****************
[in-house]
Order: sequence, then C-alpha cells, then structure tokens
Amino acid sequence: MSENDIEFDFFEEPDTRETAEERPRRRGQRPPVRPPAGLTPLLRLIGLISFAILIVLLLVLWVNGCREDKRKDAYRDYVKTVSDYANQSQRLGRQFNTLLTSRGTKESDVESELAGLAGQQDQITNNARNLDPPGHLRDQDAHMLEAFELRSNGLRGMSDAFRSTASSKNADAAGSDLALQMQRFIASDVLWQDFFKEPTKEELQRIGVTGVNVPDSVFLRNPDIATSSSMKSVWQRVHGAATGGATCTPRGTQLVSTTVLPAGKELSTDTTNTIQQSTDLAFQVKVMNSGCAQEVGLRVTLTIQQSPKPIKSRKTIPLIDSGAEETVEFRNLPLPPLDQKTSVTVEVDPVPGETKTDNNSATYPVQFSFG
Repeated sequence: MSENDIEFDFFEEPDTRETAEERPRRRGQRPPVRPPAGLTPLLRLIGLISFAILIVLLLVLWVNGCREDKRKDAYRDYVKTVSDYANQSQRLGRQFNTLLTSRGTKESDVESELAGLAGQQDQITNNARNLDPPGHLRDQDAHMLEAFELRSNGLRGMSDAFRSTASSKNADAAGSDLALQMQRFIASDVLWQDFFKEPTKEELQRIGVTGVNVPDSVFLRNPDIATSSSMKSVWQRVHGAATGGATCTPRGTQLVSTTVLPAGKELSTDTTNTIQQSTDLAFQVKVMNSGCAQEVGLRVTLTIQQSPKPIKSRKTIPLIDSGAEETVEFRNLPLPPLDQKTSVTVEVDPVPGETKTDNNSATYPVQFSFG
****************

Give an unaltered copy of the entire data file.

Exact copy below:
[in-house]
Order: sequence, then C-alpha cells, then structure tokens
Amino acid sequence: MSENDIEFDFFEEPDTRETAEERPRRRGQRPPVRPPAGLTPLLRLIGLISFAILIVLLLVLWVNGCREDKRKDAYRDYVKTVSDYANQSQRLGRQFNTLLTSRGTKESDVESELAGLAGQQDQITNNARNLDPPGHLRDQDAHMLEAFELRSNGLRGMSDAFRSTASSKNADAAGSDLALQMQRFIASDVLWQDFFKEPTKEELQRIGVTGVNVPDSVFLRNPDIATSSSMKSVWQRVHGAATGGATCTPRGTQLVSTTVLPAGKELSTDTTNTIQQSTDLAFQVKVMNSGCAQEVGLRVTLTIQQSPKPIKSRKTIPLIDSGAEETVEFRNLPLPPLDQKTSVTVEVDPVPGETKTDNNSATYPVQFSFG
Repeated sequence: MSENDIEFDFFEEPDTRETAEERPRRRGQRPPVRPPAGLTPLLRLIGLISFAILIVLLLVLWVNGCREDKRKDAYRDYVKTVSDYANQSQRLGRQFNTLLTSRGTKESDVESELAGLAGQQDQITNNARNLDPPGHLRDQDAHMLEAFELRSNGLRGMSDAFRSTASSKNADAAGSDLALQMQRFIASDVLWQDFFKEPTKEELQRIGVTGVNVPDSVFLRNPDIATSSSMKSVWQRVHGAATGGATCTPRGTQLVSTTVLPAGKELSTDTTNTIQQSTDLAFQVKVMNSGCAQEVGLRVTLTIQQSPKPIKSRKTIPLIDSGAEETVEFRNLPLPPLDQKTSVTVEVDPVPGETKTDNNSATYPVQFSFG